The platform currently hosts over 20 million gaming experiences and comes with its own in-game currency, the Robux, which is used not only by players to buy game passes and cosmetics for their avatars but also by Roblox to compensate creators for their work.
Even though Roblox has some of the key characteristics of a metaverse — an immersive three-dimensional world with a virtual economy and a variety of content and experiences created either by individuals, groups, or brands — it lacks interoperability, thus locking both players and their digital assets within that virtual world.
Roblox takes pride in collaborating with brands such as Gucci and Vans and creating customized, engaging experiences that familiarised younger consumers with their products and generated impressive sales of digital items.
Second Life: the metaverse pioneer plans to support virtual economies across platforms
Second Life is an 18-year-old virtual world created by Linden Labs, which offers thousands of virtual experiences and hangout places and a vast marketplace where users can discover millions of fashion items and home accessories, among others, and even monetize their own creations.
The community-oriented platform allows users to create realistic digital avatars but lacks game-like goals, focusing instead on shared, synchronous socializing experiences, virtual meetups, and conferences. As a collaborative 3D space, Second Life offers real-time audio and text chat and does a great job at simulating a sense of shared presence for remote work environments.
Unlike other gaming and virtual world platforms, Second Life has its own cross-platform payment system, Tilia Pay, which promotes secure transactions among users and seamless conversions of virtual currencies into U.S. dollars.
Fortnite: cross-platform game moves on from its battle royale mode in the race to build the metaverse
The Epic Games free-to-play battle royale game, Fortnite, has expanded into the metaverse territory ever since they launched Creative mode back in 2018. Fortnite Creative allows users to design up to four private islands and share them with their friends, supporting multiplayer game modes of up to 16 players.
Fortnite’s increasing popularity is due, in part, to it being the first game in which players could easily collect and use in-game assets across multiple platforms (PC, Mac, PlayStation, Xbox One, Nintendo Switch, and Android) at no additional cost.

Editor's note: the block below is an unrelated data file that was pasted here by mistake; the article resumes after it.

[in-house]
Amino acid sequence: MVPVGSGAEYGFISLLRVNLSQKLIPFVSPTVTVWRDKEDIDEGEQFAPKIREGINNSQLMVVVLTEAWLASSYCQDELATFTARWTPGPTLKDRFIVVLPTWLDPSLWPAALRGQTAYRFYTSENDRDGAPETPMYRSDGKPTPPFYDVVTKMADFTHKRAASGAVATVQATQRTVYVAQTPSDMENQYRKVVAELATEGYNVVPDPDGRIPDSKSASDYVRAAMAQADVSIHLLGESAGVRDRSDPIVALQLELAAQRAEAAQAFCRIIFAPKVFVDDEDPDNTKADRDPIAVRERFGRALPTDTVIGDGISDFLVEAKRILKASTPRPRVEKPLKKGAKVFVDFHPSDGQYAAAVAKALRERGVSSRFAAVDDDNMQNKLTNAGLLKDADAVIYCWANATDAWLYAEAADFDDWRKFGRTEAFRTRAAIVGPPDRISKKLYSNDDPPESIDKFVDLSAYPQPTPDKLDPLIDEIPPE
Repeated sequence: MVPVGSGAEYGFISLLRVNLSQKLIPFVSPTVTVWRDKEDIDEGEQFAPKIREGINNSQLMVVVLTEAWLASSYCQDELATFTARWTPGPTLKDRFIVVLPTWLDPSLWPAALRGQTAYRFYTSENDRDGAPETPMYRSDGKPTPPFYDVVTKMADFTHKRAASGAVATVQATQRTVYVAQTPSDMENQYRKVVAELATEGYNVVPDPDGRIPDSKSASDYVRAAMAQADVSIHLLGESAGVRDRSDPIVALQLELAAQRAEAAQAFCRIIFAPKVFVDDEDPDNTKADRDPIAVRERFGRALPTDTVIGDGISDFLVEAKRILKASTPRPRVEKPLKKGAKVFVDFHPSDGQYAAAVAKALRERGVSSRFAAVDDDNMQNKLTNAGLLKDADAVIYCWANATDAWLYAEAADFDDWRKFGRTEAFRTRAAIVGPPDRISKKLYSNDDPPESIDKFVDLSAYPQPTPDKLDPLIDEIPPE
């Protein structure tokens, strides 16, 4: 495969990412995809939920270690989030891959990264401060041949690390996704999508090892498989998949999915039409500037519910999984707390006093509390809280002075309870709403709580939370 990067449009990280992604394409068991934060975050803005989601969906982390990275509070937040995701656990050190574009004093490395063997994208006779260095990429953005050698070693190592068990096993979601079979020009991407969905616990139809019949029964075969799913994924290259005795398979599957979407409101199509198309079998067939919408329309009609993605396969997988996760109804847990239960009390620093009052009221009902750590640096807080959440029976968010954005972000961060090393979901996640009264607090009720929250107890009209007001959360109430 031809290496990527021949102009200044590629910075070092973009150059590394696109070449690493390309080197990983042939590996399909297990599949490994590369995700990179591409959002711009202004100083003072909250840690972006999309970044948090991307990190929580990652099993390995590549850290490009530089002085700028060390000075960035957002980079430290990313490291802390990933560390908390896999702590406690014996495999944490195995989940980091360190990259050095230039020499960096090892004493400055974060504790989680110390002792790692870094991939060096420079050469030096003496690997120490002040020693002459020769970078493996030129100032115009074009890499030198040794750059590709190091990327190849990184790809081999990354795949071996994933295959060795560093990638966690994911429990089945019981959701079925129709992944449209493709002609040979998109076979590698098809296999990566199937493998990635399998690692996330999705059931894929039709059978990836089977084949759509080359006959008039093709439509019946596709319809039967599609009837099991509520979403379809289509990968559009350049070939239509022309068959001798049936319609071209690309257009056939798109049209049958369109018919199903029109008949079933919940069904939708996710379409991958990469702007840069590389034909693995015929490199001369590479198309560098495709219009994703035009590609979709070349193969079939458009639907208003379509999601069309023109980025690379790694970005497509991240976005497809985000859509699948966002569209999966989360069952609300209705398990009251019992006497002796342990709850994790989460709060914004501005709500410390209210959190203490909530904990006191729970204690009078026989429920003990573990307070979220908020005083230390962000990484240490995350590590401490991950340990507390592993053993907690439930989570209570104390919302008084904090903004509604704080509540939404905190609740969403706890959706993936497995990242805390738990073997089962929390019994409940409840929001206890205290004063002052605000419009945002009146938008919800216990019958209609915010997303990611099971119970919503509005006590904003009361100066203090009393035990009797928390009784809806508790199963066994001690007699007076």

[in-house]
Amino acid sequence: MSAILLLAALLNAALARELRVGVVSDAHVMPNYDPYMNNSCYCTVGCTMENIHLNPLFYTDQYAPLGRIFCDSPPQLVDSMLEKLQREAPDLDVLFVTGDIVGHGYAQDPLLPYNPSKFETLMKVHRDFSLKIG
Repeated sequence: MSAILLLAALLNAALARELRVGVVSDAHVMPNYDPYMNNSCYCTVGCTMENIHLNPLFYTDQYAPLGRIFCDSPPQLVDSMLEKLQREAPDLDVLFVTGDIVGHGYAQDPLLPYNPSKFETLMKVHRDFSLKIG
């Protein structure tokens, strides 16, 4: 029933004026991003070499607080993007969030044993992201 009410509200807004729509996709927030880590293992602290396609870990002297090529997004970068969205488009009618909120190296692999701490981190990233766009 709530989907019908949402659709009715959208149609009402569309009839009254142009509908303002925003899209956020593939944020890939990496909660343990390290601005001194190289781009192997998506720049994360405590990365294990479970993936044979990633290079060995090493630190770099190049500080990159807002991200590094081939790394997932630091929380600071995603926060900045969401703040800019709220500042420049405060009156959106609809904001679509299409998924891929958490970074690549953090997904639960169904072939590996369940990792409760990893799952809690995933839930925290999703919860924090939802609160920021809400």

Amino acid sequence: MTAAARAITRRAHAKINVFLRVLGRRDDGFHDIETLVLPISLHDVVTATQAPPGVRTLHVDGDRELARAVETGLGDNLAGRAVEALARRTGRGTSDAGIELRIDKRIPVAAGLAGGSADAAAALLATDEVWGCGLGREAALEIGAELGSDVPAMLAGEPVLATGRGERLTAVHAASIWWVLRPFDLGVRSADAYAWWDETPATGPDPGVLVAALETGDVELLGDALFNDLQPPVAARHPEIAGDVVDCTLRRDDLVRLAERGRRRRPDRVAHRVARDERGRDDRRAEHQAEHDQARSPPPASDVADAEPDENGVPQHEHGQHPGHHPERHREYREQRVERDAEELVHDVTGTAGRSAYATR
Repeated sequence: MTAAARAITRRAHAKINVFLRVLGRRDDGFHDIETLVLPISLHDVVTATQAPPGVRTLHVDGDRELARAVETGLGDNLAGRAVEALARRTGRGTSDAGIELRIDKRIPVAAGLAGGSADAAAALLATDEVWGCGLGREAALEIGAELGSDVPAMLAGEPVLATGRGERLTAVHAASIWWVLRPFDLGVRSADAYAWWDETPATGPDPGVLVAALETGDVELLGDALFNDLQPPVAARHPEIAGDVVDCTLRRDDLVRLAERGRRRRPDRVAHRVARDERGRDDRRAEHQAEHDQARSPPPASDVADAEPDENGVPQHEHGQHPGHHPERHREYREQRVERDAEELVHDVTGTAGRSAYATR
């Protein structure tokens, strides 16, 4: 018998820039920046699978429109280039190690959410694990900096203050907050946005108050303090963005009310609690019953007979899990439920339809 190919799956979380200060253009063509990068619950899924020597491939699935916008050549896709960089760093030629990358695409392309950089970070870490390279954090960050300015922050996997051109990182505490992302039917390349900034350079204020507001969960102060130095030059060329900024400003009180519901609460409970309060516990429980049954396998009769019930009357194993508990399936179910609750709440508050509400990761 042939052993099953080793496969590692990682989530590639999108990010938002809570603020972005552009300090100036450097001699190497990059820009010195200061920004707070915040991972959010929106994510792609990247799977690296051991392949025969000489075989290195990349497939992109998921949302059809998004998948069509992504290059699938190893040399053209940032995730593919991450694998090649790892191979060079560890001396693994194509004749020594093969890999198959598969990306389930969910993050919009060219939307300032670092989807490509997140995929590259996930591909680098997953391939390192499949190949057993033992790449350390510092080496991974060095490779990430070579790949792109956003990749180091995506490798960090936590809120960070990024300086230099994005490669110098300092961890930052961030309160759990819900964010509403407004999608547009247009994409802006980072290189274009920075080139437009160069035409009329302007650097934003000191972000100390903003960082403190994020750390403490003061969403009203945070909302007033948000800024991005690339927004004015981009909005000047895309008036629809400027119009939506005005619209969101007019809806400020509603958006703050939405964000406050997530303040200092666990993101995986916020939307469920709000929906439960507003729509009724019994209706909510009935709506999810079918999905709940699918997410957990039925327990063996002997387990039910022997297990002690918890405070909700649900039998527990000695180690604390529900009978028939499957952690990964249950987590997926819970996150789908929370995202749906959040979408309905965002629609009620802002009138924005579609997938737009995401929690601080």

Breathtaking virtual experiences, including live events with famous artists like Travis Scott and Ariana Grande, had helped the game amass over 350 million registered users in 2020.
This year, even prestigious fashion brands like Balenciaga have joined the metaverse alongside Fortnite, dressing four beloved characters in items from their previous collections.
There’s yet much to be seen in terms of how Fortnite will evolve away from its purely game-related objectives, especially now that Epic has completed a $1 billion funding round towards building the metaverse.
Ready Player One: the expansion of virtual reality into a game-like metaverse
If you haven’t read the book or watched the latest film adaptation from Steven Spielberg (a must-see for all VR enthusiasts), let us quickly fill you in on what’s happening in Ready Player One.
It’s 2045, and the world is facing a major economic and environmental crisis, which drives most people to don their VR headsets and spend their days in OASIS, a virtual reality simulation full of exciting possibilities and 80’s trivia. The hunt for the ultimate Easter egg begins when Wade Watts, an orphaned teenager, must uncover the clues to a contest that promises the ownership of OASIS to the worthiest player.
With the coronavirus pandemic turning work and learning into online experiences and driving individuals searching for fun socializing opportunities to virtual gaming worlds like Roblox, Fortnite, or Second Life, the Ready Player One world is no longer just a sci-fi dream.
Nevertheless, we don’t yet have the computing capabilities necessary to host millions of users in real-time within the same synchronous, shared virtual universe — a major metaverse challenge tech companies have undertaken to solve in the next decade.
Why does the metaverse matter?
A new milestone in the evolution of human interactions is looming on the digital horizon. Although we cannot predict exactly when the metaverse will emerge or what it will look like, we are confident that it will revolutionize every industry and job out there and shift consumer spending to virtual goods, services, and experiences.
Moreover, VR and AR technologies will hold an essential role in building immersive metaverse platforms, forever changing the relationship between brands and customers. That’s why it’s important to be proactive in your approach and focus on aligning your business strategies with the metaverse future.
The team at Flint Tech is passionate about helping brands build interactive, personalized virtual and augmented reality experiences that enable them to achieve their training, sales, and marketing goals. If you have an idea for a new project, don’t hesitate to contact us. Our VR and AR experts will be happy to guide you on your journey into the metaverse